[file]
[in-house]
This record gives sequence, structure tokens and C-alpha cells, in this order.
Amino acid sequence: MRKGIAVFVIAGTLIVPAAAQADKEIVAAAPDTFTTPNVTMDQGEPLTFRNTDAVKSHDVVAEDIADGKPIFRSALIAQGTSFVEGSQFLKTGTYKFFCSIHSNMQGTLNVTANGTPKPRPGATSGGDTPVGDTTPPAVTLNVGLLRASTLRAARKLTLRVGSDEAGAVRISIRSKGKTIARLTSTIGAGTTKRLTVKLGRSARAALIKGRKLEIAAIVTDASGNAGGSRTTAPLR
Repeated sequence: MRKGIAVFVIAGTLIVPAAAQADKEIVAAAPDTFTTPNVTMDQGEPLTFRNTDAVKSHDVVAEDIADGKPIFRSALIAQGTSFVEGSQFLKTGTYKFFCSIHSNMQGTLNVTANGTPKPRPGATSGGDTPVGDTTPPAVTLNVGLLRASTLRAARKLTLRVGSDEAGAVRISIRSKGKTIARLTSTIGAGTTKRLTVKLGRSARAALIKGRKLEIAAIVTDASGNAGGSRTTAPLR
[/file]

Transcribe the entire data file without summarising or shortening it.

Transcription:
[in-house]
This record gives sequence, structure tokens and C-alpha cells, in this order.
Amino acid sequence: MRKGIAVFVIAGTLIVPAAAQADKEIVAAAPDTFTTPNVTMDQGEPLTFRNTDAVKSHDVVAEDIADGKPIFRSALIAQGTSFVEGSQFLKTGTYKFFCSIHSNMQGTLNVTANGTPKPRPGATSGGDTPVGDTTPPAVTLNVGLLRASTLRAARKLTLRVGSDEAGAVRISIRSKGKTIARLTSTIGAGTTKRLTVKLGRSARAALIKGRKLEIAAIVTDASGNAGGSRTTAPLR
Repeated sequence: MRKGIAVFVIAGTLIVPAAAQADKEIVAAAPDTFTTPNVTMDQGEPLTFRNTDAVKSHDVVAEDIADGKPIFRSALIAQGTSFVEGSQFLKTGTYKFFCSIHSNMQGTLNVTANGTPKPRPGATSGGDTPVGDTTPPAVTLNVGLLRASTLRAARKLTLRVGSDEAGAVRISIRSKGKTIARLTSTIGAGTTKRLTVKLGRSARAALIKGRKLEIAAIVTDASGNAGGSRTTAPLR